These news outlets got much of the story right: Meadows wrote that then-President Donald Trump had told him one day last year to “bust some heads and make some arrests” of protesters in Lafayette Square park near the White House.
But the outlets got the date of the story wrong — wrongly claiming Meadows wrote that Trump had issued this directive on June 1, 2020, before his controversial photo op outside St. John’s Church.
Facts First: Meadows did not write that Trump had uttered the “bust some heads and make some arrests” remark on the day of the photo op outside St. John’s Church. Rather, Meadows wrote that Trump had made the remark three weeks later, on June 22, 2020, when protesters in Lafayette Square were trying to topple a statue of former President Andrew Jackson.
The date matters — and not only because facts generally matter. There has been particularly intense public and congressional interest in what prompted the use of force against peaceful racial justice protesters in Lafayette Square shortly before Trump held up a Bible for the cameras outside St. John’s Church, where a fire had been set in the basement the night before. If Meadows had actually written that Trump gave a “bust some heads and make some arrests” instruction prior to this use of force, that would have been an important new allegation about the timeline of events on that day.
The liberal website Raw Story, the culture and politics publication Rolling Stone, the media and politics news website Mediaite, the conservative website Independent Journal Review and the British publications The Independent and The Daily Mail all incorrectly reported last week that Meadows had written that Trump gave the directive on June 1, 2020. All of these outlets except for The Daily Mail published corrections after CNN and Religion News Service reporter Jack Jenkins pointed out the error on Twitter last Friday. The Daily Mail did not respond to CNN’s Friday request for comment and had not corrected its story as of Monday afternoon.
Meadows made clear in the book that Trump made the “bust some heads and make some arrests” comment on June 22, 2020, not on June 1, 2020. The book, in fact, included a section break between Meadows’ account of what happened on June 1 and his account of what happened on June 22.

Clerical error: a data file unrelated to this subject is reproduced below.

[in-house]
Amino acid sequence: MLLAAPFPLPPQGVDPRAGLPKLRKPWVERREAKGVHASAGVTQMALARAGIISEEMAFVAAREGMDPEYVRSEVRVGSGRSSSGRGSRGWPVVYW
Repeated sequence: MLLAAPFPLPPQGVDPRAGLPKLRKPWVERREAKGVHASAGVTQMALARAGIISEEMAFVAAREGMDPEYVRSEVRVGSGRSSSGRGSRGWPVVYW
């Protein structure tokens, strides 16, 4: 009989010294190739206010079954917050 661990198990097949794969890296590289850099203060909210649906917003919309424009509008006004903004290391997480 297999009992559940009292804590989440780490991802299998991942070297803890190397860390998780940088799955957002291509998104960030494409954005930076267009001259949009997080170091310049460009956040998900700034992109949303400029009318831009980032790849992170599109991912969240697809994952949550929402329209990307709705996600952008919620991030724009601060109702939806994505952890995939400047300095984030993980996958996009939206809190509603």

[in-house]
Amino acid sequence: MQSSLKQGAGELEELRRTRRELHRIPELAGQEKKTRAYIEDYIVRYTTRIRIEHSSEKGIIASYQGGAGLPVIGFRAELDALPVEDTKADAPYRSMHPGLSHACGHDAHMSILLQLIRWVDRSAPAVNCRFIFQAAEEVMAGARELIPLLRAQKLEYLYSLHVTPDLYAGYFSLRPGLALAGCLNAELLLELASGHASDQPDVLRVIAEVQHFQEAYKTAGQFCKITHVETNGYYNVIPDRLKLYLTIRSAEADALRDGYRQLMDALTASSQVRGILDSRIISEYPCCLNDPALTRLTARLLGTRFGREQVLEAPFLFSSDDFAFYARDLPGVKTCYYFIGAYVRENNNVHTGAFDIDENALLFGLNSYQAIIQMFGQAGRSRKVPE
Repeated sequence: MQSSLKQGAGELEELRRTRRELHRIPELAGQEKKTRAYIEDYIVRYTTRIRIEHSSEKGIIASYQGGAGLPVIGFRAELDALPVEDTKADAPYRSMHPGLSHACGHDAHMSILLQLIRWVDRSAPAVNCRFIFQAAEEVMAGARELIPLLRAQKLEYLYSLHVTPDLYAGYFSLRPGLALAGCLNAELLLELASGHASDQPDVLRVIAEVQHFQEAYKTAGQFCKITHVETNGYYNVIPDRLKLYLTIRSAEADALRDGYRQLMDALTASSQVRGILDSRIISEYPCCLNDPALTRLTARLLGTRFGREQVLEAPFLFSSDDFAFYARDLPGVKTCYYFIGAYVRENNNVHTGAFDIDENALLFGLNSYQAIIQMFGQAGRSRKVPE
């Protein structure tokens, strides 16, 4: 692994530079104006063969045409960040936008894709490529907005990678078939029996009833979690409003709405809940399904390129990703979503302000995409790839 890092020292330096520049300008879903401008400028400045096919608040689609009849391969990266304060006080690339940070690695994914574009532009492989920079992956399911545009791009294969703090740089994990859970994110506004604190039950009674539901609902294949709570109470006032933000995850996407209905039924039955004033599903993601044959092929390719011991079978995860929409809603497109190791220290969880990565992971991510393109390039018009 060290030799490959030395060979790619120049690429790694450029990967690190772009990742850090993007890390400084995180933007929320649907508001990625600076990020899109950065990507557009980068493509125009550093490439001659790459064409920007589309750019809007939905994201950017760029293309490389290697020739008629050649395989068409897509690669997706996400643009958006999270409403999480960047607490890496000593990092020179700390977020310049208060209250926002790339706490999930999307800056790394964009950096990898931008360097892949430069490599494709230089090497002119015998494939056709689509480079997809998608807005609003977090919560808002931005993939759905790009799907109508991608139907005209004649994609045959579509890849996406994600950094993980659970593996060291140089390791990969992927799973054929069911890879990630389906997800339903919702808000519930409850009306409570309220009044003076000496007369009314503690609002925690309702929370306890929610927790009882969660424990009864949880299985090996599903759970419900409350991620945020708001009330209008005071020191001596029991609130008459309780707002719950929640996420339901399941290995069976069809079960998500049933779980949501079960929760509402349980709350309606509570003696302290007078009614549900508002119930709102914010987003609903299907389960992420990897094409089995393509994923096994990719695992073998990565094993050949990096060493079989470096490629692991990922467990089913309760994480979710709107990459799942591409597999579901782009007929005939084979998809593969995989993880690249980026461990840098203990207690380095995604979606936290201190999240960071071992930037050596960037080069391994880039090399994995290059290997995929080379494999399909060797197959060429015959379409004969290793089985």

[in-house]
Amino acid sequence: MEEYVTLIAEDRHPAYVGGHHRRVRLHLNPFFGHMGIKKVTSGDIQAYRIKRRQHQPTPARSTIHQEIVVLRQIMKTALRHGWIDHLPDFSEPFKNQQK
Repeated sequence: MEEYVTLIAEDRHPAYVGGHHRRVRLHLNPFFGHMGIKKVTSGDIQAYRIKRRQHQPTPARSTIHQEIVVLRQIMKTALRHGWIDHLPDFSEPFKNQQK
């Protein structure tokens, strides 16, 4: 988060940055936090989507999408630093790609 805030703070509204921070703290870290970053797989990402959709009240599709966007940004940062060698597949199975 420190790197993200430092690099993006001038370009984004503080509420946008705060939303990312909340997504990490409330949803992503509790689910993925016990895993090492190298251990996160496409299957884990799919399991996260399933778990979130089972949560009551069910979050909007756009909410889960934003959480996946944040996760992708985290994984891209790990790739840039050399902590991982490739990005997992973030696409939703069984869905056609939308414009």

So how did so many outlets get such a simple fact wrong?
The inaccurate reports were linked; some of them relied on material from some of the other news reports rather than independent readings of Meadows’ book. This practice, known as aggregation, can lead to an error in one story being replicated in numerous others.
For example, the erroneous Rolling Stone article quoted the Meadows book but said he “reportedly” wrote those words — and linked to the erroneous Raw Story article as a source. The erroneous Independent Journal Review article, meanwhile, cited the erroneous Mediaite article. And that Mediaite article relied on the erroneous article in The Independent.
What Meadows wrote about Trump’s remark
Meadows wrote that on June 22, Trump was in his White House residence “growing anxious” as people Meadows called “rioters” appeared to attempt to take down the Andrew Jackson statue. Trump “had given an order for the park to be cleared, and it was not being followed,” Meadows wrote, so Meadows called Trump.
When he told Trump he assumed they had the authority to “deploy whatever law enforcement is necessary to fix this,” Meadows wrote, Trump responded, “Not only do you have the authority, I want you to go out there and bust some heads and make some arrests. We need to restore order.”
Meadows wrote that he had soon walked out to the park and personally ordered law enforcement officers on the scene to spring into action and “stop them from taking down that statue.”
Meadows addressed the June 1 photo op at length in the previous section of the book. He did not write that Trump had given him any directive on June 1 about how to handle the protesters outside the White House, though he did write that Trump had, on a conference call that day, urged state governors to “dominate” cities beset by rioting following the murder of George Floyd by a Minneapolis police officer.
Meadows cited a report released earlier this year by the Interior Department inspector general, which concluded that the US Park Police had acted to disperse protesters on June 1 not because of Trump’s photo op but because of a plan to install security fencing “in response to destruction of property and injury to officers.” It’s worth noting that the inspector general’s probe did not interview some of the key players in the events leading up to the photo op, including Trump and then-Attorney General William Barr, and left some important questions unanswered.